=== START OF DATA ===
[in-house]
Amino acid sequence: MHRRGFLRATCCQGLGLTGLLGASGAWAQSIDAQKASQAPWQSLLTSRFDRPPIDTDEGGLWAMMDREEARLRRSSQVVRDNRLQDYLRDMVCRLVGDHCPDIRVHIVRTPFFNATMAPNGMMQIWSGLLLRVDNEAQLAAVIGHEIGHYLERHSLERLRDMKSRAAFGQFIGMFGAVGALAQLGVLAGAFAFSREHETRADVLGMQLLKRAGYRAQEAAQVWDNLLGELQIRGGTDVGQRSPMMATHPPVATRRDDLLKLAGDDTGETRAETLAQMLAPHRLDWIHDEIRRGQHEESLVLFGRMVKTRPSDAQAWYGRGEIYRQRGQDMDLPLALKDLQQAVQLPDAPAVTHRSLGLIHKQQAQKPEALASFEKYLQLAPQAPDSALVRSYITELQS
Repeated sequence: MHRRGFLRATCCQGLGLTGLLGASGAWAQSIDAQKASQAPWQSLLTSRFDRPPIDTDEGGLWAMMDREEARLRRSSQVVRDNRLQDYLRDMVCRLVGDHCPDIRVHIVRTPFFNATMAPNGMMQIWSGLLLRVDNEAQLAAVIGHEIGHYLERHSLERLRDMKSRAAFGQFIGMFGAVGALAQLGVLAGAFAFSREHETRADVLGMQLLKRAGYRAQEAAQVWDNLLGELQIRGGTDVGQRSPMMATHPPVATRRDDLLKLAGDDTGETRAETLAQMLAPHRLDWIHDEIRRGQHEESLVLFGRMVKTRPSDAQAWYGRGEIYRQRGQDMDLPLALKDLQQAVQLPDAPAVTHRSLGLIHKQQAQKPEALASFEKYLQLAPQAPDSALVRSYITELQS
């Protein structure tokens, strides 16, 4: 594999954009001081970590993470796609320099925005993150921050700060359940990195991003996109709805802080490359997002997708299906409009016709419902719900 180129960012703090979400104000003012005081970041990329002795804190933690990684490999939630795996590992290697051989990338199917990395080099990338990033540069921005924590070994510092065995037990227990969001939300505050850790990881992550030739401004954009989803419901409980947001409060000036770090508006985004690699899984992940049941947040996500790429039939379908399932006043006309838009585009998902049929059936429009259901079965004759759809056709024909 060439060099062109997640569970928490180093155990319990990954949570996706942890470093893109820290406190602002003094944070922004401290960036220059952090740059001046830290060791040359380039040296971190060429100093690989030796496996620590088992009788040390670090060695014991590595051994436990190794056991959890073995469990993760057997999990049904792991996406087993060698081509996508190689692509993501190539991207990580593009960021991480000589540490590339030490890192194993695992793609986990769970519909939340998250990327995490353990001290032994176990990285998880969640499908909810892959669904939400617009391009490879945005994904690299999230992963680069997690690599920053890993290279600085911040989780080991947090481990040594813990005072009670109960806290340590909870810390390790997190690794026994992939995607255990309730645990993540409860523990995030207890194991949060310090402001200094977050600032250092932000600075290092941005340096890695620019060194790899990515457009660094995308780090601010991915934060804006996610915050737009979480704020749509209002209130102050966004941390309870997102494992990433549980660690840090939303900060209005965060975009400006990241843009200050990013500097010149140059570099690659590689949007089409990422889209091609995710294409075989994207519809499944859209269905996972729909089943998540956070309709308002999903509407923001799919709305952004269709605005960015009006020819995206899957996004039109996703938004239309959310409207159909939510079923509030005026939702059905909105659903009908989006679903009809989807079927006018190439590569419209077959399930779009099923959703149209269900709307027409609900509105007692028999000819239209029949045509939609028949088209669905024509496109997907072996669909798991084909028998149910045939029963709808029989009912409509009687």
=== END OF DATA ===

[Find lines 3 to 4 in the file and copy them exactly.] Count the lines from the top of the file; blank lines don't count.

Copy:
Repeated sequence: MHRRGFLRATCCQGLGLTGLLGASGAWAQSIDAQKASQAPWQSLLTSRFDRPPIDTDEGGLWAMMDREEARLRRSSQVVRDNRLQDYLRDMVCRLVGDHCPDIRVHIVRTPFFNATMAPNGMMQIWSGLLLRVDNEAQLAAVIGHEIGHYLERHSLERLRDMKSRAAFGQFIGMFGAVGALAQLGVLAGAFAFSREHETRADVLGMQLLKRAGYRAQEAAQVWDNLLGELQIRGGTDVGQRSPMMATHPPVATRRDDLLKLAGDDTGETRAETLAQMLAPHRLDWIHDEIRRGQHEESLVLFGRMVKTRPSDAQAWYGRGEIYRQRGQDMDLPLALKDLQQAVQLPDAPAVTHRSLGLIHKQQAQKPEALASFEKYLQLAPQAPDSALVRSYITELQS
């Protein structure tokens, strides 16, 4: 594999954009001081970590993470796609320099925005993150921050700060359940990195991003996109709805802080490359997002997708299906409009016709419902719900 180129960012703090979400104000003012005081970041990329002795804190933690990684490999939630795996590992290697051989990338199917990395080099990338990033540069921005924590070994510092065995037990227990969001939300505050850790990881992550030739401004954009989803419901409980947001409060000036770090508006985004690699899984992940049941947040996500790429039939379908399932006043006309838009585009998902049929059936429009259901079965004759759809056709024909 060439060099062109997640569970928490180093155990319990990954949570996706942890470093893109820290406190602002003094944070922004401290960036220059952090740059001046830290060791040359380039040296971190060429100093690989030796496996620590088992009788040390670090060695014991590595051994436990190794056991959890073995469990993760057997999990049904792991996406087993060698081509996508190689692509993501190539991207990580593009960021991480000589540490590339030490890192194993695992793609986990769970519909939340998250990327995490353990001290032994176990990285998880969640499908909810892959669904939400617009391009490879945005994904690299999230992963680069997690690599920053890993290279600085911040989780080991947090481990040594813990005072009670109960806290340590909870810390390790997190690794026994992939995607255990309730645990993540409860523990995030207890194991949060310090402001200094977050600032250092932000600075290092941005340096890695620019060194790899990515457009660094995308780090601010991915934060804006996610915050737009979480704020749509209002209130102050966004941390309870997102494992990433549980660690840090939303900060209005965060975009400006990241843009200050990013500097010149140059570099690659590689949007089409990422889209091609995710294409075989994207519809499944859209269905996972729909089943998540956070309709308002999903509407923001799919709305952004269709605005960015009006020819995206899957996004039109996703938004239309959310409207159909939510079923509030005026939702059905909105659903009908989006679903009809989807079927006018190439590569419209077959399930779009099923959703149209269900709307027409609900509105007692028999000819239209029949045509939609028949088209669905024509496109997907072996669909798991084909028998149910045939029963709808029989009912409509009687």